Friday, January 16, 2015


So, the fact that the Oscar nominees acting categories had all white faces, and the director category had all white male faces, has a lot of my friends, and plenty of others, in the movie business upset. Now, my personal experience in Hollywood was downright stupidity when it came to diversity. I remember shooting a scene for a TV movie I was in on Hollywood Boulevard back in the 1980s and all the extras for the scene were what they call "white" while the actual street pedestrians they were holding back on the sidewalk until they got the shot, contained only a handful of "white" people with the rest spread around all the other shades of skin and physically designated ethnicities. I mean L.A. not that long after became a majority minority city (that's the kind of phrase that only makes sense in "America").

And studies have shown that the Academy needs to diversify as it has some ridiculously high percentage of white males (though I know "non-white" friends who work in films who have never applied for various reasons including feeling it's a closed club so why bother). So to find the Academy nominating a slate of white faces isn't surprising, but to blame it on racism is going a bit too far for my taste. Maybe that factored into some people's voting, but the fact is SELMA was nominated in the Best Picture category and it was written and directed by a black woman and has a mostly black cast, so how does that fact fit with the accusation that the nominations are lily white?

I understand the anger that the picture was nominated but the director and her star weren't, but that happens often now because there are more picture nominations allowed than in the director category, so some directors of best picture nominees have to be left out. Now I have friends, especially women directors, who believe many of the male directors nominated aren't as good as the director of SELMA, so they're raging about the situation righteously, and I understand and totally agree that the Academy hasn't given women directors a fair shake for most of its history.

But, the way I hear it, the producers of SELMA didn't send DVDs of the film to Academy members early (though they would have received them I assume eventually) so my guess is a lot of the older members didn't get to see it soon enough if at all, and by then the director was on the defensive for altering the facts a bit to heighten the drama (having LBJ opposing MLK at a time when he was actually collaborating with and supporting MLK's efforts and goals) and her explanation in interviews for that is that she's the artist and interpreting this story from her perspective and others can now do their own interpretations if they see it differently, and that sometimes comes across as arrogant in the face of historians' objections. And she cast a Brit to play King.

My guess is, and it's just a guess, that older Academy members in the various categories (each branch nominates its own, actors actors, directors directors, etc. and then the entire Academy votes for the actual Oscar selection) who remember the Civil Rights struggle and were moved by LBJ's risking his presidency to support the Civil Rights Voting Act (I know exactly where I was when I heard him give the speech about it, where he said "We shall overcome" and it choked me up a bit to hear this white Southerner who was at the pinnacle of "American" power do that) and maybe felt a little reluctant to award what many historians of the period are saying is altering the historical facts. Even the Ralph Abernathy family and their supporters are upset that he's virtually left out of the movie when he was by King's side every step of the way and can be justifiably considered as big a part of the story, of the Selma march at least.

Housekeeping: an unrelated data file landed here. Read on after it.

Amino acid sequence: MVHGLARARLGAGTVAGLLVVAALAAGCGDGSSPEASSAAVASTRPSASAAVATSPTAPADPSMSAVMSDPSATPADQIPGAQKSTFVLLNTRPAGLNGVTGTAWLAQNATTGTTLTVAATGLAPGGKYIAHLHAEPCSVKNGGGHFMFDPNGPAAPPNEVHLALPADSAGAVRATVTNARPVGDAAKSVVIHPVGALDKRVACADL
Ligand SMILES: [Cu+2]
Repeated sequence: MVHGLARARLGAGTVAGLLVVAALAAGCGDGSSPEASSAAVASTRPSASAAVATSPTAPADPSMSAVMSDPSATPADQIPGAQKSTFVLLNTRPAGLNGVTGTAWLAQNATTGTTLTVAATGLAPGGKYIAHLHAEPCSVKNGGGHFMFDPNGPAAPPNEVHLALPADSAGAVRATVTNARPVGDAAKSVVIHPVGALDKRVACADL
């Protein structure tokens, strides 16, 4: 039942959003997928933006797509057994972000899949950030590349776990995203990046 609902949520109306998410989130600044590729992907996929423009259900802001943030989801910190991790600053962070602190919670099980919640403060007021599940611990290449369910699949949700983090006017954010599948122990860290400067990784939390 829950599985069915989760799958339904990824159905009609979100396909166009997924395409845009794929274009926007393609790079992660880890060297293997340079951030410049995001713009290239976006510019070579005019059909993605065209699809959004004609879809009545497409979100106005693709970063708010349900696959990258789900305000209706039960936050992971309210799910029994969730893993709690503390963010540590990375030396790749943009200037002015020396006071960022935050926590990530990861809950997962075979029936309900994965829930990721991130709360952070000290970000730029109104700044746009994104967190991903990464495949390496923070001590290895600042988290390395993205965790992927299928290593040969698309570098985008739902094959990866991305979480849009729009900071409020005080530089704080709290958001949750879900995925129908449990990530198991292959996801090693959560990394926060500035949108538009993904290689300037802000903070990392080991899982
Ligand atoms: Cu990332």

Maybe I'm wrong and the same Academy that awarded TWELVE YEARS A SLAVE best picture last year as well as one of it's actors the Best Actress award is being racist this year, but the reality for me is that most of the nominations can be justified from my retired-professional perspective, and that there's always films and people who I feel should be nominated who never even get close and it's because of all kinds of factors, like who is liked and who isn't inside Hollywood or who has the power at the moment or who so obviously should have won for a previous performance that members are struck guilty and nominate them for a less important performance, etc. My guess is that if Sidney Poitier had played King in his prime, he not only would have been nominated but would have won handily. But many don't know the work of the Brit actor who played King in Selma nor have they probably ever worked with him.

If I were talking to the director of Selma and the Brit who played King, I'd be saying "It's not personal, it's just business." That's my two cents.

[PS: if you object to my not naming the nominees I write about above, my excuse is that, though better I'm still knocked out by whatever I've been fighting for the last week and I don't have the energy or mental ability to look them all up and be able to write their name correctly etc. tonight....]


Janet K. said...

Makes a lot of sense to me, Michael. You're always very even handed.

Lally said...

thanks Janet

AlamedaTom said...

Oscars 2010: Best director - Kathryn Bigelow for The Hurt Locker, which won best picture. A small step by the Academy, but a step nonetheless.

~ Willy